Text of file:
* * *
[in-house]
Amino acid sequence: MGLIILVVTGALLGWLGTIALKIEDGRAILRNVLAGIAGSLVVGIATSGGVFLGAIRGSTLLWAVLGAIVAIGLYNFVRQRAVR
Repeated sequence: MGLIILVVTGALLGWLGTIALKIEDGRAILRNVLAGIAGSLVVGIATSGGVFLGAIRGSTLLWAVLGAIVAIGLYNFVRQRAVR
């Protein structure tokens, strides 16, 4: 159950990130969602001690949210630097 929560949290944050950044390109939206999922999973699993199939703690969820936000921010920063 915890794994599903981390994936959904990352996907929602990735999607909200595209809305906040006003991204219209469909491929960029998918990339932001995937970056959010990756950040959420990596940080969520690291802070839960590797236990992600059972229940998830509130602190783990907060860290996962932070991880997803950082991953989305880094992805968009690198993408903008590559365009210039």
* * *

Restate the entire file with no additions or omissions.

[in-house]
Amino acid sequence: MGLIILVVTGALLGWLGTIALKIEDGRAILRNVLAGIAGSLVVGIATSGGVFLGAIRGSTLLWAVLGAIVAIGLYNFVRQRAVR
Repeated sequence: MGLIILVVTGALLGWLGTIALKIEDGRAILRNVLAGIAGSLVVGIATSGGVFLGAIRGSTLLWAVLGAIVAIGLYNFVRQRAVR
């Protein structure tokens, strides 16, 4: 159950990130969602001690949210630097 929560949290944050950044390109939206999922999973699993199939703690969820936000921010920063 915890794994599903981390994936959904990352996907929602990735999607909200595209809305906040006003991204219209469909491929960029998918990339932001995937970056959010990756950040959420990596940080969520690291802070839960590797236990992600059972229940998830509130602190783990907060860290996962932070991880997803950082991953989305880094992805968009690198993408903008590559365009210039």